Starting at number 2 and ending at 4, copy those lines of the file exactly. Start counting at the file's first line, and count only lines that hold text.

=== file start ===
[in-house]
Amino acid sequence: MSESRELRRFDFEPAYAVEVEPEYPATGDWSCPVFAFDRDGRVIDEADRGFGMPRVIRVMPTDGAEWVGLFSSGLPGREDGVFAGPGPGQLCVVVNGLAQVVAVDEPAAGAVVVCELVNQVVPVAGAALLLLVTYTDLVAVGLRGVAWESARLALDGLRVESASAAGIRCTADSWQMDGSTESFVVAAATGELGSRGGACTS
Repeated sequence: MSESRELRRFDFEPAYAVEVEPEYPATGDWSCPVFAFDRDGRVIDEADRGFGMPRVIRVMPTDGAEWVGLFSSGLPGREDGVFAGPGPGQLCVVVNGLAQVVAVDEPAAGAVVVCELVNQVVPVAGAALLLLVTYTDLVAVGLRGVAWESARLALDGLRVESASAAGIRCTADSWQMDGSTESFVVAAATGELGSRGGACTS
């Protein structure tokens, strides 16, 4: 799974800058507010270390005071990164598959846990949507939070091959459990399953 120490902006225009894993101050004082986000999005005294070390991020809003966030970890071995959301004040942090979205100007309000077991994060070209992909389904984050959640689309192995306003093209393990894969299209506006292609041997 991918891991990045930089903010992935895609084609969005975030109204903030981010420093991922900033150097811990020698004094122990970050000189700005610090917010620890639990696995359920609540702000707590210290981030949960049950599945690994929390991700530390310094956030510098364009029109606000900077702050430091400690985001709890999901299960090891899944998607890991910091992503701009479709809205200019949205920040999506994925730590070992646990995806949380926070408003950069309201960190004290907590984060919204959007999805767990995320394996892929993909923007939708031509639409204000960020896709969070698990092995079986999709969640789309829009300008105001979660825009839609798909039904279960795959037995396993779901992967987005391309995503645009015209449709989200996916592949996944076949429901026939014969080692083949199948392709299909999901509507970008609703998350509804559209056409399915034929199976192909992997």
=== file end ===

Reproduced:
Amino acid sequence: MSESRELRRFDFEPAYAVEVEPEYPATGDWSCPVFAFDRDGRVIDEADRGFGMPRVIRVMPTDGAEWVGLFSSGLPGREDGVFAGPGPGQLCVVVNGLAQVVAVDEPAAGAVVVCELVNQVVPVAGAALLLLVTYTDLVAVGLRGVAWESARLALDGLRVESASAAGIRCTADSWQMDGSTESFVVAAATGELGSRGGACTS
Repeated sequence: MSESRELRRFDFEPAYAVEVEPEYPATGDWSCPVFAFDRDGRVIDEADRGFGMPRVIRVMPTDGAEWVGLFSSGLPGREDGVFAGPGPGQLCVVVNGLAQVVAVDEPAAGAVVVCELVNQVVPVAGAALLLLVTYTDLVAVGLRGVAWESARLALDGLRVESASAAGIRCTADSWQMDGSTESFVVAAATGELGSRGGACTS
């Protein structure tokens, strides 16, 4: 799974800058507010270390005071990164598959846990949507939070091959459990399953 120490902006225009894993101050004082986000999005005294070390991020809003966030970890071995959301004040942090979205100007309000077991994060070209992909389904984050959640689309192995306003093209393990894969299209506006292609041997 991918891991990045930089903010992935895609084609969005975030109204903030981010420093991922900033150097811990020698004094122990970050000189700005610090917010620890639990696995359920609540702000707590210290981030949960049950599945690994929390991700530390310094956030510098364009029109606000900077702050430091400690985001709890999901299960090891899944998607890991910091992503701009479709809205200019949205920040999506994925730590070992646990995806949380926070408003950069309201960190004290907590984060919204959007999805767990995320394996892929993909923007939708031509639409204000960020896709969070698990092995079986999709969640789309829009300008105001979660825009839609798909039904279960795959037995396993779901992967987005391309995503645009015209449709989200996916592949996944076949429901026939014969080692083949199948392709299909999901509507970008609703998350509804559209056409399915034929199976192909992997």